Though being able to live for 80,000 years would certain be a plus to long space faring journeys. But i would presume that a species advanced in space travel has developed some for of stasis they can enter to endure long travel times.

Fun topic though!
edit on 7-9-2012 by MDDoxs because: (no reason given)



posted on Sep, 7 2012 @ 05:16 PM
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reply to post by Nanocyte
 



Response to the [color=D4FFC7]common skeptic's argument that interstellar travel is inherently unfeasible.

There is no shared consensus amongst those who prefer to use common sense and logical reasoning, as opposed to blind belief.


In other words: There is no such thing as a 'common skeptic argument'.



posted on Sep, 7 2012 @ 05:18 PM
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Good point!

What gets me is that people will say it is impossible going by 'our' laws of physics. What makes our physics so perfect and final? We are an under evolved race, therefore our laws of physics are under evolved. Just my 2 pence.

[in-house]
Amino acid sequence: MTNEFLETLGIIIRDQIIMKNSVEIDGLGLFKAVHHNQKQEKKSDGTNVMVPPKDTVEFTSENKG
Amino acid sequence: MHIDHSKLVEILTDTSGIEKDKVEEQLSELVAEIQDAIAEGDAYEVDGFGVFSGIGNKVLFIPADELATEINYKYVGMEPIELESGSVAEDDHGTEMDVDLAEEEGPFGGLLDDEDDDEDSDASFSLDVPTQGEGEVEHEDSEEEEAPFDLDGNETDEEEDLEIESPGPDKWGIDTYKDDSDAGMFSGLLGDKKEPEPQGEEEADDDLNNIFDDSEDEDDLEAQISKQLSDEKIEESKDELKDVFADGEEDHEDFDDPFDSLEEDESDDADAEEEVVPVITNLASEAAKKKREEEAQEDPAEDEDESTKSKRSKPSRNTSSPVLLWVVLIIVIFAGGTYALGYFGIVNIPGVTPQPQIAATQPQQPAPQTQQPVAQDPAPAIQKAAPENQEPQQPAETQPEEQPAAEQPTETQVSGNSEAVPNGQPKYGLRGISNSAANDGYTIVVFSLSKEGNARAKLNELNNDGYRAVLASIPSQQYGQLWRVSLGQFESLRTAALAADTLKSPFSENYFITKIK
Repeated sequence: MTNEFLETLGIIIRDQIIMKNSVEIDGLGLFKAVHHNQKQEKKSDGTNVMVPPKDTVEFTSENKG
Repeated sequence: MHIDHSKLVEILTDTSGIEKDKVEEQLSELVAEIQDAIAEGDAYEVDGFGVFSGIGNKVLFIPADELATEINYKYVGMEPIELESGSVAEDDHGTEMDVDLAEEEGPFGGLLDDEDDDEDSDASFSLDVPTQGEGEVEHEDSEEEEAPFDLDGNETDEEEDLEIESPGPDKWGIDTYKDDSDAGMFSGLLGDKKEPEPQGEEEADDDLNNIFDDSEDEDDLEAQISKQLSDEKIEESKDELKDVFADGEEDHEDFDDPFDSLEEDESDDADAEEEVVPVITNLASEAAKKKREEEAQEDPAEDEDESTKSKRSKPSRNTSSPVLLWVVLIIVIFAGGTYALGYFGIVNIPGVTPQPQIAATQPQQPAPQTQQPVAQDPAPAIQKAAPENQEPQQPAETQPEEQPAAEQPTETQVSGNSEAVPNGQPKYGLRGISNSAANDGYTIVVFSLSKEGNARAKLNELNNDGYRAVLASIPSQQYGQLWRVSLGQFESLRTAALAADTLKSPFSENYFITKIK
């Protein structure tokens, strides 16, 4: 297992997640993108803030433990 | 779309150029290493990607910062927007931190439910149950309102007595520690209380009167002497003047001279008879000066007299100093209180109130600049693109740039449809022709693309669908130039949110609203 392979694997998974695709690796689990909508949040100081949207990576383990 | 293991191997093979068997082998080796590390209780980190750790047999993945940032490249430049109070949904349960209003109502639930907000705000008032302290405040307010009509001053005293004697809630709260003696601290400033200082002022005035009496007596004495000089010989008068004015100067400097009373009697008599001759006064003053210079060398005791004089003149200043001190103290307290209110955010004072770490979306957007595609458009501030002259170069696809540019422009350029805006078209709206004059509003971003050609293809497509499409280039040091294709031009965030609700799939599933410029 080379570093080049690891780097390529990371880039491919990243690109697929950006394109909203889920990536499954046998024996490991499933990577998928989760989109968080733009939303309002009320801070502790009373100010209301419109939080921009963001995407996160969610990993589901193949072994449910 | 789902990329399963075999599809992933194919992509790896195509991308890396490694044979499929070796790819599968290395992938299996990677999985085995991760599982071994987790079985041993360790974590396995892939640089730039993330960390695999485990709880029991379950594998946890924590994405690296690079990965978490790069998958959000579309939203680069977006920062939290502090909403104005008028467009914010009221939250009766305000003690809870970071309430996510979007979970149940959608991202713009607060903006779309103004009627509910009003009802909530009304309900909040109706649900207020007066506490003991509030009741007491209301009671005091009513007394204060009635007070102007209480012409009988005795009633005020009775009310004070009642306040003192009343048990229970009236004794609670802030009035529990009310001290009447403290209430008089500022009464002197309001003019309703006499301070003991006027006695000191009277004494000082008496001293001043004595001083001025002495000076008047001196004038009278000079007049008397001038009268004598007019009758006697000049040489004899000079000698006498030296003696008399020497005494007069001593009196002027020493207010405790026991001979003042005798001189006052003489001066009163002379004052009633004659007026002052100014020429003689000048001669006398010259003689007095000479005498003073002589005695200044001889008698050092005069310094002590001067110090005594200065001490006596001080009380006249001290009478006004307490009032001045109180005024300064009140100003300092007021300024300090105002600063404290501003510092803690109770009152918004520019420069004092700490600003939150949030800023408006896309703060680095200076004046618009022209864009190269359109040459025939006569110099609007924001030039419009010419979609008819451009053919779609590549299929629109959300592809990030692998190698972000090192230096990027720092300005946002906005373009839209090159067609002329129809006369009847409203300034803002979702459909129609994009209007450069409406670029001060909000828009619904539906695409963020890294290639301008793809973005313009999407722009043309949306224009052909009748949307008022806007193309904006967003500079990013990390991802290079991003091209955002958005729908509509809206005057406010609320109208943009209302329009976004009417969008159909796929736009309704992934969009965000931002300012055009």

posted on Sep, 7 2012 @ 05:24 PM
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reply to post by Nanocyte
 


I dont think it neccesary to even consider longer lifespans as a way of achieving interstellar travel.
Considering the age and size of the universe it is likely that intelligent civilizations out there are tens of thousands, or millions of years advanced beyond us. They would have an understanding of the universe and Physics so far beyond ours as to be completly incomprehensible to us, like magic, as Arthur Clarke stated.